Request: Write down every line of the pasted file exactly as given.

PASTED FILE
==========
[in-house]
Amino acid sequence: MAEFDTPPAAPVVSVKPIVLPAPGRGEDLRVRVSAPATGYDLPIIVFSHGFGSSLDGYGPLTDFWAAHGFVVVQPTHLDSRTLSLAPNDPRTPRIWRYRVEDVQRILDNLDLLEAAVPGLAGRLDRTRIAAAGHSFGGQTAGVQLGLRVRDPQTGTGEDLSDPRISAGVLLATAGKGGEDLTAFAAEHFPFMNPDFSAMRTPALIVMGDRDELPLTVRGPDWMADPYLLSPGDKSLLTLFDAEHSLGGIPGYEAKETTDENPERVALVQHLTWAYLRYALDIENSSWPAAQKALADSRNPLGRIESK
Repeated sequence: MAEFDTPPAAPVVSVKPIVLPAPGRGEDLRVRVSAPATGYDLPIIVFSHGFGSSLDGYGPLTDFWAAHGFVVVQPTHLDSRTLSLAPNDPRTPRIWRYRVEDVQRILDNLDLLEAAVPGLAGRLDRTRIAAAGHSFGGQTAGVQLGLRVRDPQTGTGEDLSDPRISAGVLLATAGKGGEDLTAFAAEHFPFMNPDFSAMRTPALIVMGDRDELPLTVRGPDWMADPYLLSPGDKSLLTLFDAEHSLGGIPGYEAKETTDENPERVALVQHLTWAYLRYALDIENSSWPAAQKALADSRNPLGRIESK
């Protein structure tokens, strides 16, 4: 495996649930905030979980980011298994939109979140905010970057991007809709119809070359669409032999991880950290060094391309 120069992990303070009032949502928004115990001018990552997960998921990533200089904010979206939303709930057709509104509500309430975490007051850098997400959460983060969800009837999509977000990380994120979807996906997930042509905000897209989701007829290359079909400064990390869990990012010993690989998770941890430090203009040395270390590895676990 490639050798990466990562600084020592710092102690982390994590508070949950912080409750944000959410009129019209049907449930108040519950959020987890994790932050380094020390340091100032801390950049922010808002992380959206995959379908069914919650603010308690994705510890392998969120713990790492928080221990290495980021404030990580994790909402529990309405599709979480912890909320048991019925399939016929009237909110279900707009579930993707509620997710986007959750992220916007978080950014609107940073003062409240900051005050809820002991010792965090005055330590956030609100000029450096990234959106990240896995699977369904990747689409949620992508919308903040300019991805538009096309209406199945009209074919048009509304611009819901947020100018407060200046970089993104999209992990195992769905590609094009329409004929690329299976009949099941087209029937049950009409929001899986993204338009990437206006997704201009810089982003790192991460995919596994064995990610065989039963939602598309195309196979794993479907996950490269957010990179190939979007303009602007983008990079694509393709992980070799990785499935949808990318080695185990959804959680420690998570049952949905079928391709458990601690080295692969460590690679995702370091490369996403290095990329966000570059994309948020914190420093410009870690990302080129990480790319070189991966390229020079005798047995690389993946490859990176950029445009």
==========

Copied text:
[in-house]
Amino acid sequence: MAEFDTPPAAPVVSVKPIVLPAPGRGEDLRVRVSAPATGYDLPIIVFSHGFGSSLDGYGPLTDFWAAHGFVVVQPTHLDSRTLSLAPNDPRTPRIWRYRVEDVQRILDNLDLLEAAVPGLAGRLDRTRIAAAGHSFGGQTAGVQLGLRVRDPQTGTGEDLSDPRISAGVLLATAGKGGEDLTAFAAEHFPFMNPDFSAMRTPALIVMGDRDELPLTVRGPDWMADPYLLSPGDKSLLTLFDAEHSLGGIPGYEAKETTDENPERVALVQHLTWAYLRYALDIENSSWPAAQKALADSRNPLGRIESK
Repeated sequence: MAEFDTPPAAPVVSVKPIVLPAPGRGEDLRVRVSAPATGYDLPIIVFSHGFGSSLDGYGPLTDFWAAHGFVVVQPTHLDSRTLSLAPNDPRTPRIWRYRVEDVQRILDNLDLLEAAVPGLAGRLDRTRIAAAGHSFGGQTAGVQLGLRVRDPQTGTGEDLSDPRISAGVLLATAGKGGEDLTAFAAEHFPFMNPDFSAMRTPALIVMGDRDELPLTVRGPDWMADPYLLSPGDKSLLTLFDAEHSLGGIPGYEAKETTDENPERVALVQHLTWAYLRYALDIENSSWPAAQKALADSRNPLGRIESK
């Protein structure tokens, strides 16, 4: 495996649930905030979980980011298994939109979140905010970057991007809709119809070359669409032999991880950290060094391309 120069992990303070009032949502928004115990001018990552997960998921990533200089904010979206939303709930057709509104509500309430975490007051850098997400959460983060969800009837999509977000990380994120979807996906997930042509905000897209989701007829290359079909400064990390869990990012010993690989998770941890430090203009040395270390590895676990 490639050798990466990562600084020592710092102690982390994590508070949950912080409750944000959410009129019209049907449930108040519950959020987890994790932050380094020390340091100032801390950049922010808002992380959206995959379908069914919650603010308690994705510890392998969120713990790492928080221990290495980021404030990580994790909402529990309405599709979480912890909320048991019925399939016929009237909110279900707009579930993707509620997710986007959750992220916007978080950014609107940073003062409240900051005050809820002991010792965090005055330590956030609100000029450096990234959106990240896995699977369904990747689409949620992508919308903040300019991805538009096309209406199945009209074919048009509304611009819901947020100018407060200046970089993104999209992990195992769905590609094009329409004929690329299976009949099941087209029937049950009409929001899986993204338009990437206006997704201009810089982003790192991460995919596994064995990610065989039963939602598309195309196979794993479907996950490269957010990179190939979007303009602007983008990079694509393709992980070799990785499935949808990318080695185990959804959680420690998570049952949905079928391709458990601690080295692969460590690679995702370091490369996403290095990329966000570059994309948020914190420093410009870690990302080129990480790319070189991966390229020079005798047995690389993946490859990176950029445009």